Tuna is one of the needlefish’s natural predators
Tuna is one of the needlefish’s natural predators

Threats to Humans

Despite their small size, there are several recorded instances of needlefish harming and even killing human beings. Their sharp jaws and teeth are, in specific instances, quite dangerous. This, in combination with their incredible jumping ability, means that fishers and divers have been impaled by the fish’s jaw at high speeds. Their jaws are capable of inflicting deep and even life-threatening injuries. 

For example, in 1977, a 10-year-old boy who was fishing with his father was killed when a needlefish jumped out of the water and pierced his eye and brain. A similar death occurred in 2007 when a 16-year-old boy was stabbed through the heart while diving. 

Facts about the Needle Fish 

  • Needlefish have been known to jump out of the water and kill human beings. 
  • They have sharp, skin-piercing jaws and small razor-sharp teeth. 
  • There are thirty-five species of needlefish around the world. 
  • Needlefish mate in April and May. 
  • Juveniles are born with a smaller upper jaw. 
  • Some species live closer to shore, and others farther out in the open ocean. 
  • They prey on small fish, cephalopods, crustaceans, and more. 
  • They can grow up to 1.5 meters in length. 
  • Needlefish live around eight years. 


Where do needlefish live?

Needlefish live around the world, primarily in subtropical waters. Some live in brackish and freshwaters. There are thirty-five widely distributed species of needlefish.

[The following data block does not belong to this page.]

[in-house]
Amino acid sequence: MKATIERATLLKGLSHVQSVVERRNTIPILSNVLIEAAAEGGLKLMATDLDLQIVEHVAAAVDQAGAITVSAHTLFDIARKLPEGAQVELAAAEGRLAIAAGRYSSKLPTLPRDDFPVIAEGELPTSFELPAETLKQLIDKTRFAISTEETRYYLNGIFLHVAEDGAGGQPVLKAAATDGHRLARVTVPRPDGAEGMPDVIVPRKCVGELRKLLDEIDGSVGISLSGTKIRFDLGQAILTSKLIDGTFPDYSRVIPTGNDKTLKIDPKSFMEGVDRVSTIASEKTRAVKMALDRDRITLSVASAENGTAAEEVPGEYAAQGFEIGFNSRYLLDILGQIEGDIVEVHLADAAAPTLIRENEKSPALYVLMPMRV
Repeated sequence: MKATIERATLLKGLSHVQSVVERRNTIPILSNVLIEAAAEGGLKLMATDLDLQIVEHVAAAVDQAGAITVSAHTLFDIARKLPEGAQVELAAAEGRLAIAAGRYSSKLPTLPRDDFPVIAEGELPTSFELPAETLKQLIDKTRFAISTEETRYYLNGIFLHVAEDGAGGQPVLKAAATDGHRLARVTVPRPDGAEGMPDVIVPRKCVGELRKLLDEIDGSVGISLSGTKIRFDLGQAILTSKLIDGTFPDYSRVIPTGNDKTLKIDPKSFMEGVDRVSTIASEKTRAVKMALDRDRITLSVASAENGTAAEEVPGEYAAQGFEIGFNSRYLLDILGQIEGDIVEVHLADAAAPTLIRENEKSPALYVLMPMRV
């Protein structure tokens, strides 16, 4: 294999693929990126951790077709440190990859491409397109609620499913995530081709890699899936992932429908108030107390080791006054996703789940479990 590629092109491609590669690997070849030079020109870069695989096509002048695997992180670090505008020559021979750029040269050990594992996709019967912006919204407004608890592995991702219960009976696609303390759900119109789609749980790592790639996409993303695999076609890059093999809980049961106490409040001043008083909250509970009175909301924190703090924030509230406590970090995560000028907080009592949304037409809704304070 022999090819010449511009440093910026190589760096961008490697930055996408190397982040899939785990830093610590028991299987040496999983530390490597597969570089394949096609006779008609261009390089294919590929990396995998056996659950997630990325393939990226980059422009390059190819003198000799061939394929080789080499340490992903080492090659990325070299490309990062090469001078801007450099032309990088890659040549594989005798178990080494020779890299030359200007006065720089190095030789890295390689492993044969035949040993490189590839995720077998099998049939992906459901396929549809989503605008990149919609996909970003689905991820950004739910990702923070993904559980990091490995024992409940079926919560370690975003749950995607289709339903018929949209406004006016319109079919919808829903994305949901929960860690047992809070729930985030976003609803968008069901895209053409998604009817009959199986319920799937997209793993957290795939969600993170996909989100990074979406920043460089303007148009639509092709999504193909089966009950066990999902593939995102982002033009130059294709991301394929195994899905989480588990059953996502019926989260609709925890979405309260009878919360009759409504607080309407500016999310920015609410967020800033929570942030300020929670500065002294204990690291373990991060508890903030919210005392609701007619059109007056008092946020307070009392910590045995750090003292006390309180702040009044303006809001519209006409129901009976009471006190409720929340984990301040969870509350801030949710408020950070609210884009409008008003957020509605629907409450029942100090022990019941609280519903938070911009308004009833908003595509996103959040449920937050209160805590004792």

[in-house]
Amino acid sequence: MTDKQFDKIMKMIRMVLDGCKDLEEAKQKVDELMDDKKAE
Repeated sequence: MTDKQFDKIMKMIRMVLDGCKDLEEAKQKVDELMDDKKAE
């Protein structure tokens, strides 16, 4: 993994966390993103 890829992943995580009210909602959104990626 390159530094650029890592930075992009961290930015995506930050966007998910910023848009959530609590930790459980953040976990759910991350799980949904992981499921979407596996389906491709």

Is a needlefish a gar?

While needlefish do resemble gars, they are distantly related, to different species. Sometimes they are described using either name. 

Do needlefish bite humans? 

There are some recorded instances of needlefish biting humans. But, far more common are incidents in which needlefish jump out of the water and pierce human beings with their razor-sharp beaks. 

Are needlefish good to eat? 

Needlefish are caught, cooked, and eaten by some fishermen. They are considered “good to eat” by some people. But, they are not a staple fish sought after by fisheries. 

Can needlefish hurt you?

Needlefish do not intentionally hurt human beings. But, there are recorded instances in which needlefish jump out of the water and pierce human beings with their sharp, thin jaws. This has resulted in injuries and even deaths around the world. 

Featured image credit: Christian Grill

About Ocean Info

At Ocean Info, we dive deep into ocean-related topics such as sealife, exploration of the sea, rivers, areas of geographical importance, sailing, and more.

We achieve this by having the best team create content - this ranges from marine experts, trained scuba divers, marine-related enthusiasts, and more.

Sea Anemone with Clownfish

Dive into more, the ocean is more than just a surface view

Shrimp vs prawn: Main differences

Shrimp vs Prawn

While these two animals look similar, there are notable main differences between shrimp and prawns, from their appearance and taste to their habitat. Read on to learn more.

Share to...